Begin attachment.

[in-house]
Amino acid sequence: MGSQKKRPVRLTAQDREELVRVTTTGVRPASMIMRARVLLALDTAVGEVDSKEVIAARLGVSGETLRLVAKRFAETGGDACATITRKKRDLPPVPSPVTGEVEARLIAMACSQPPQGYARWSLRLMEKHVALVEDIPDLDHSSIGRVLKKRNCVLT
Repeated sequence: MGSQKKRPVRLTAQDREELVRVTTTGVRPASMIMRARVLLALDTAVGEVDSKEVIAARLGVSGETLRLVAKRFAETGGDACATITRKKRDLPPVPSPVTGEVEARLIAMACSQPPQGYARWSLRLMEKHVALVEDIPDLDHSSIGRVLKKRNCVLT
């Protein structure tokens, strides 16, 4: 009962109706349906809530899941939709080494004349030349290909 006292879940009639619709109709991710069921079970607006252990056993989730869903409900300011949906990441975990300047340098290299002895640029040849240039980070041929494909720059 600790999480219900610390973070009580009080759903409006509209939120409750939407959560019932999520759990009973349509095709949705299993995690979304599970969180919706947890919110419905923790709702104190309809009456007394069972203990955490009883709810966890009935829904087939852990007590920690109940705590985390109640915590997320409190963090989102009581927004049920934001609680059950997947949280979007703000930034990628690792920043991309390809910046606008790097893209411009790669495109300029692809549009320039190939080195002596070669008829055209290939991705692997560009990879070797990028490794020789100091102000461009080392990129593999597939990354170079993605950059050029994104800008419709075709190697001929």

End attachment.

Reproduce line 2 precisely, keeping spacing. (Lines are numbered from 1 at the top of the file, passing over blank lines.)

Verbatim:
Amino acid sequence: MGSQKKRPVRLTAQDREELVRVTTTGVRPASMIMRARVLLALDTAVGEVDSKEVIAARLGVSGETLRLVAKRFAETGGDACATITRKKRDLPPVPSPVTGEVEARLIAMACSQPPQGYARWSLRLMEKHVALVEDIPDLDHSSIGRVLKKRNCVLT